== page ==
of myself and staff and refused to rally on the flanks or in support of the brigade there forming. Squads, companies, and regiments went rapidly to the rear despite our greatest efforts to halt them. During this confusion I was joined by General Warren, who informed me that the line in front had broken irreparably. Up to this time there had been only skirmish firing, and no firing from a line of battle of the enemy upon my Second Brigade. While preparing to throw out skirmishers to check his we received several volleys from a line of our own troops to our left rear, who, fortunately for us, fired too high.
Most of the casualties reported occurred at this time, and I was compelled to withdraw from the woods to an open field some 300 yards in rear, in order to secure a better position and to avoid being slaughtered by our own men, who, on account of the darkness, were unable to distinguish friend from foe. While we were being fired upon, Major R. P. Lincoln, the division inspector, had been dispatched to General Warren, who was close at hand, and informed him of our danger from his men, and through General Warren's exertions the firing was stopped. While moving to and reforming in the open field we were rapidly followed by the enemy's skirmishers, and on that account, together with the increasing darkness and general confusion, it was almost impossible to form any line at all, and I think our success in re-establishing the line was in a great degree attributable to the personal exertions of Colonel James Hubbard, Second Connecticut Heavy Artillery Volunteers, commanding Second Brigade, and Lieutenant Colonel E. Olcott, One hundred and twenty-first New York. Pearson's brigade, of Griffin's division, Fifth Corps, which joined us in the open field, was formed in excellent order on our left, and one of his Michigan regiments and the One hundred and twenty-first New York from the Second Brigade of this division were deployed as skirmishers and the security of the new line insured, General Warren expressing himself very much gratified with the conduct of the Second Brigade of this division and Colonel Pearson's brigade. About 10 p.m. General Winthrop with his brigade relieved the skirmishers in our front, and I was directed to withdraw my division to the east side of Hatcher's Run and mass in some convenient place. The Second Brigade, joined by the First and Third Brigades, which had been in reserve in the entrenchments in the rear, was marched across Hatcher's Run and went into bivouac near Cummings' house.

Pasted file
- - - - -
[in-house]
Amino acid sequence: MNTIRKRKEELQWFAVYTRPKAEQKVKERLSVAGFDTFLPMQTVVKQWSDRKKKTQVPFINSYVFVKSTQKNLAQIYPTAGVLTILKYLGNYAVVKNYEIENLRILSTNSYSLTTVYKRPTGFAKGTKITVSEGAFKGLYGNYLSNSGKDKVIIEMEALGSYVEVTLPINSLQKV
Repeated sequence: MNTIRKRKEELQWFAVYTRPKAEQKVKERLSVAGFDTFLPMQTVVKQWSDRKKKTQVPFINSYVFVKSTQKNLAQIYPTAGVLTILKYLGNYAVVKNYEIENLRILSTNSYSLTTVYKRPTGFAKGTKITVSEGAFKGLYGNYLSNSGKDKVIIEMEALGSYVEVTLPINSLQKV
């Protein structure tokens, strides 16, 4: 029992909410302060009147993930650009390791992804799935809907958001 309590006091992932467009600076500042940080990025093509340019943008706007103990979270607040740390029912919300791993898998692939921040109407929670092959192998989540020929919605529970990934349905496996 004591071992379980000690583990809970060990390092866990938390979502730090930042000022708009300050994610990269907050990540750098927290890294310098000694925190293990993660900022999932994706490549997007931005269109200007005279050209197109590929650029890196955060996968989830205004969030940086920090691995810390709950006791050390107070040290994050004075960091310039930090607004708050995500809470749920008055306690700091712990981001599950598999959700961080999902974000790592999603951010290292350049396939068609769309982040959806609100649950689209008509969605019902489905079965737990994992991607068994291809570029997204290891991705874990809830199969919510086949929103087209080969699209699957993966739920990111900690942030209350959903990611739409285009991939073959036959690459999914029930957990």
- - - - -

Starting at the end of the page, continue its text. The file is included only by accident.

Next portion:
At 10 a.m. of the 7th I was directed by General Warren to mass a brigade in the open field, near his headquarters, east of Hatcher's Run. At 12 this same brigade (Third, General Hamblin) was ordered across to report to and support General Crawford. The Second Brigade, Colonel Hubbard, was then ordered to be massed in the field vacated by the Third, and at 1 p.m. it was ordered across the run and massed near the bridge to support the Third, if necessary. At 3 p.m. the First Brigade, Lieutenant-Colonel Campbell, was massed in the open field, east of the run, vacated by the Second. The Second and Third Brigades were used as supports by General Crawford, but were not engaged. At 12 p.m. orders to withdraw and rejoin the corps were received, and at 6 a.m. on the 8th the division reached its old camp on the right of the Sixth Corps, in the main line of works. The conduct of the division in this movement was most satisfactory in all respects. The Second Brigade was most actively employed and well commanded by Colonel James Hubbard, Second Connecticut Heavy Artillery Volunteers.